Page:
Barriers to Screening

Barriers to Implementation of Screening Programmes

There is strong evidence from high-resource countries, such as the United Kingdom, United States, and Iceland that systematic screening for, and treatment of sight-threatening Diabetes-related Retinopathy is both effective and cost-effective, compared with no screening, in terms of cost per quality adjusted life year (QALY) gained and sight years saved.[10-13] However, the implementation of screening programmes that reach all people living with diabetes remains a challenge, particularly in low- and middle-income countries. A summary of the main barriers to implementation of widespread screening is provided below [14-16]:

  • Shortage of trained eye care professionals to perform screening 
  • Lack of access/funding to equipment for screening, or inability to refer people living with diabetes for Diabetes-related Retinopathy treatment
  • Unequal distribution of eye care resources between rural and urban areas 
  • Lack of epidemiological data relating to the number of people in the population living with diabetes and Diabetes-related Retinopathy within the population (also referred to as the ‘prevalence’).
    • The creation of registries for people living with diabetes is important in order to identify the target population for Diabetes-related Retinopathy screening and to estimate the amount of healthcare and financial resources required to implement the screening programme.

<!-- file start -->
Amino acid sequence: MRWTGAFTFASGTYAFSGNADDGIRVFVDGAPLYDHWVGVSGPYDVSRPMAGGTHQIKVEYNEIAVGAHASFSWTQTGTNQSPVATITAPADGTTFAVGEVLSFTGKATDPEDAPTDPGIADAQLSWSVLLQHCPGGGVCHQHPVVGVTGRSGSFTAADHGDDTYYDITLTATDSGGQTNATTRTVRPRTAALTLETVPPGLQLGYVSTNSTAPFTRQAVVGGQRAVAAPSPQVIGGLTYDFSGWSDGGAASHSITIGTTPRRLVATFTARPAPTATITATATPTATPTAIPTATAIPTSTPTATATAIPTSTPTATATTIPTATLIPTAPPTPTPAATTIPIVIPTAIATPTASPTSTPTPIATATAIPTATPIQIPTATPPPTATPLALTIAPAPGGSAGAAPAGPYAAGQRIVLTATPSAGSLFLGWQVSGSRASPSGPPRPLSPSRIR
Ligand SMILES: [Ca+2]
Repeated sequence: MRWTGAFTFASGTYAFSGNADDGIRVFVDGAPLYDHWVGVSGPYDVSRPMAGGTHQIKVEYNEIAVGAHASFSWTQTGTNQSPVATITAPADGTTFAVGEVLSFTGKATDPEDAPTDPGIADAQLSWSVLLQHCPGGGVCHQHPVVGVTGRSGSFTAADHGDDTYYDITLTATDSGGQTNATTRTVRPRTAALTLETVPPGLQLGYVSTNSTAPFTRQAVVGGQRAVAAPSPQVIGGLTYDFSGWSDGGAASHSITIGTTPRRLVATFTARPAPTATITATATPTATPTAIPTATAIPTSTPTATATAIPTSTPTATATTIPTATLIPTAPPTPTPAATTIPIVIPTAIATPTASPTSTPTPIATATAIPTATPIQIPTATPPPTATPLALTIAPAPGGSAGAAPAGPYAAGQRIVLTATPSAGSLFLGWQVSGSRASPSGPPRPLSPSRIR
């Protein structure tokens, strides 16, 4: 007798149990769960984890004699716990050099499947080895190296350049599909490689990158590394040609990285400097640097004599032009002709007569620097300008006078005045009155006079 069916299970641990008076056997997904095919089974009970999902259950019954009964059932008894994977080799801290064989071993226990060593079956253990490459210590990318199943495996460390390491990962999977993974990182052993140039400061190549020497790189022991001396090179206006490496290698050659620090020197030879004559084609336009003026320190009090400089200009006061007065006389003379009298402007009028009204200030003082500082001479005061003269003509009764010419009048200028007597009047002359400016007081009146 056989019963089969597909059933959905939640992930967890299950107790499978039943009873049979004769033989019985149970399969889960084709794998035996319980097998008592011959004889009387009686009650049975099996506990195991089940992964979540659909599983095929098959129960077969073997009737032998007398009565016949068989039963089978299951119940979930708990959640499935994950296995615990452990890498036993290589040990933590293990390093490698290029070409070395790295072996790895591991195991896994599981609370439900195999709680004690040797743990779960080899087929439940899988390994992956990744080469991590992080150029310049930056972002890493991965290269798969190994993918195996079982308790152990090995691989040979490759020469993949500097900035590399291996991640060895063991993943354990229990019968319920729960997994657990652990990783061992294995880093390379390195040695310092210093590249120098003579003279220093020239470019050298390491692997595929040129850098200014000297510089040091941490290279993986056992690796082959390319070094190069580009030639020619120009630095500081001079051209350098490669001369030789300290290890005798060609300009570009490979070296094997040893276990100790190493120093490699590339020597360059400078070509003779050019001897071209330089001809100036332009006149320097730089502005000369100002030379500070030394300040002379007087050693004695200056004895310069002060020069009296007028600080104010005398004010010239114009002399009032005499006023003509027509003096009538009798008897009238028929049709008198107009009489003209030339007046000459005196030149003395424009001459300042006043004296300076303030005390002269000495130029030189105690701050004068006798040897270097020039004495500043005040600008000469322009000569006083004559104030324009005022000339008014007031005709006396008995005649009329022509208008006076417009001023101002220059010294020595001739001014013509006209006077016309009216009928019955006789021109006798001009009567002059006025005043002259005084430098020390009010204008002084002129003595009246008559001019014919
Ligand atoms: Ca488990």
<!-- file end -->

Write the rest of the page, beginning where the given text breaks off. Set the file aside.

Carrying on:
• Lack of country-specific data relating to the economic costs of vision loss due to Diabetes-related Retinopathy, and the potential cost-savings of early detection through population-based screening
  • Organisational issues, including absence of clear management guidelines or clinical care pathways for people living with diabetes and Diabetes-related Retinopathy.
    • A lack of clearly defined care pathways can make it difficult to define national screening policies, or design and implement screening programmes 
    • Organisational issues as a barrier are not just limited to low- and medium-income countries; systematic screening programmes can also be difficult to implement in resource-rich countries that have mixed public and private insurance-based health care, due to the lack of a public health system ensuring universal funding and coverage for screening